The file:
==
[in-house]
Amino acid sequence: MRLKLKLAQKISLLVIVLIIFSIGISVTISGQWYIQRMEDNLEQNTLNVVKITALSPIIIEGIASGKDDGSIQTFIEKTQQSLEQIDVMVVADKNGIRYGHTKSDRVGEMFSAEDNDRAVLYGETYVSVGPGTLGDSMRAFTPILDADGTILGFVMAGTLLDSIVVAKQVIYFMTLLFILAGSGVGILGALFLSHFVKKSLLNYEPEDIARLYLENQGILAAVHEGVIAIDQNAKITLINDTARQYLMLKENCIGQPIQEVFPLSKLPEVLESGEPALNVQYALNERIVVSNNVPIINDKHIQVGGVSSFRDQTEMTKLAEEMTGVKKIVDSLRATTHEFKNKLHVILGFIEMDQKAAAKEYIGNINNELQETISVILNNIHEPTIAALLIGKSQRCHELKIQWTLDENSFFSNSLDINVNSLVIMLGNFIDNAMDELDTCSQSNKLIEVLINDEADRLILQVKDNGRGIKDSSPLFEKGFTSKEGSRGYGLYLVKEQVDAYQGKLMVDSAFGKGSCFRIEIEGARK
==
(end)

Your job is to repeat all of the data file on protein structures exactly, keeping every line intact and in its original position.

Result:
[in-house]
Amino acid sequence: MRLKLKLAQKISLLVIVLIIFSIGISVTISGQWYIQRMEDNLEQNTLNVVKITALSPIIIEGIASGKDDGSIQTFIEKTQQSLEQIDVMVVADKNGIRYGHTKSDRVGEMFSAEDNDRAVLYGETYVSVGPGTLGDSMRAFTPILDADGTILGFVMAGTLLDSIVVAKQVIYFMTLLFILAGSGVGILGALFLSHFVKKSLLNYEPEDIARLYLENQGILAAVHEGVIAIDQNAKITLINDTARQYLMLKENCIGQPIQEVFPLSKLPEVLESGEPALNVQYALNERIVVSNNVPIINDKHIQVGGVSSFRDQTEMTKLAEEMTGVKKIVDSLRATTHEFKNKLHVILGFIEMDQKAAAKEYIGNINNELQETISVILNNIHEPTIAALLIGKSQRCHELKIQWTLDENSFFSNSLDINVNSLVIMLGNFIDNAMDELDTCSQSNKLIEVLINDEADRLILQVKDNGRGIKDSSPLFEKGFTSKEGSRGYGLYLVKEQVDAYQGKLMVDSAFGKGSCFRIEIEGARK